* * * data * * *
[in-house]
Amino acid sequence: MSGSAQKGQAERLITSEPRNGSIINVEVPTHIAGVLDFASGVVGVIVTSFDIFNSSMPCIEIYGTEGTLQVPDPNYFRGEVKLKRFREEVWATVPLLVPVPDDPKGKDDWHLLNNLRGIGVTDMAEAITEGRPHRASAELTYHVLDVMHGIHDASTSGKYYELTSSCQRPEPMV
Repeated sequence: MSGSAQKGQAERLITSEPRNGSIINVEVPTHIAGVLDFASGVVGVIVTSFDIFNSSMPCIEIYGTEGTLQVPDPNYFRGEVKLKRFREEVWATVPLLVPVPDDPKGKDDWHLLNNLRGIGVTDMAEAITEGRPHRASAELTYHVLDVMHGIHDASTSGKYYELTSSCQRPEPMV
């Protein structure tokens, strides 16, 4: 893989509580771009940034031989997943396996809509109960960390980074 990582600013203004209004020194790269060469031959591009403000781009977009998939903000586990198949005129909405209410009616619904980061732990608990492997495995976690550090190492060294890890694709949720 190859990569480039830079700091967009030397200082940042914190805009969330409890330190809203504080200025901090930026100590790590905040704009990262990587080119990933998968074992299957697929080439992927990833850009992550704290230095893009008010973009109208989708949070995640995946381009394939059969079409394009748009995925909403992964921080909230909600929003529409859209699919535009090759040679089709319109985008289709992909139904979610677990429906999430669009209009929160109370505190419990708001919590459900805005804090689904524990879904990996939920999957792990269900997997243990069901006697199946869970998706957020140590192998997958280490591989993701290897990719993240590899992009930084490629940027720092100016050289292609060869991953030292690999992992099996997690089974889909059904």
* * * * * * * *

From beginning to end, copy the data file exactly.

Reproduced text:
[in-house]
Amino acid sequence: MSGSAQKGQAERLITSEPRNGSIINVEVPTHIAGVLDFASGVVGVIVTSFDIFNSSMPCIEIYGTEGTLQVPDPNYFRGEVKLKRFREEVWATVPLLVPVPDDPKGKDDWHLLNNLRGIGVTDMAEAITEGRPHRASAELTYHVLDVMHGIHDASTSGKYYELTSSCQRPEPMV
Repeated sequence: MSGSAQKGQAERLITSEPRNGSIINVEVPTHIAGVLDFASGVVGVIVTSFDIFNSSMPCIEIYGTEGTLQVPDPNYFRGEVKLKRFREEVWATVPLLVPVPDDPKGKDDWHLLNNLRGIGVTDMAEAITEGRPHRASAELTYHVLDVMHGIHDASTSGKYYELTSSCQRPEPMV
């Protein structure tokens, strides 16, 4: 893989509580771009940034031989997943396996809509109960960390980074 990582600013203004209004020194790269060469031959591009403000781009977009998939903000586990198949005129909405209410009616619904980061732990608990492997495995976690550090190492060294890890694709949720 190859990569480039830079700091967009030397200082940042914190805009969330409890330190809203504080200025901090930026100590790590905040704009990262990587080119990933998968074992299957697929080439992927990833850009992550704290230095893009008010973009109208989708949070995640995946381009394939059969079409394009748009995925909403992964921080909230909600929003529409859209699919535009090759040679089709319109985008289709992909139904979610677990429906999430669009209009929160109370505190419990708001919590459900805005804090689904524990879904990996939920999957792990269900997997243990069901006697199946869970998706957020140590192998997958280490591989993701290897990719993240590899992009930084490629940027720092100016050289292609060869991953030292690999992992099996997690089974889909059904």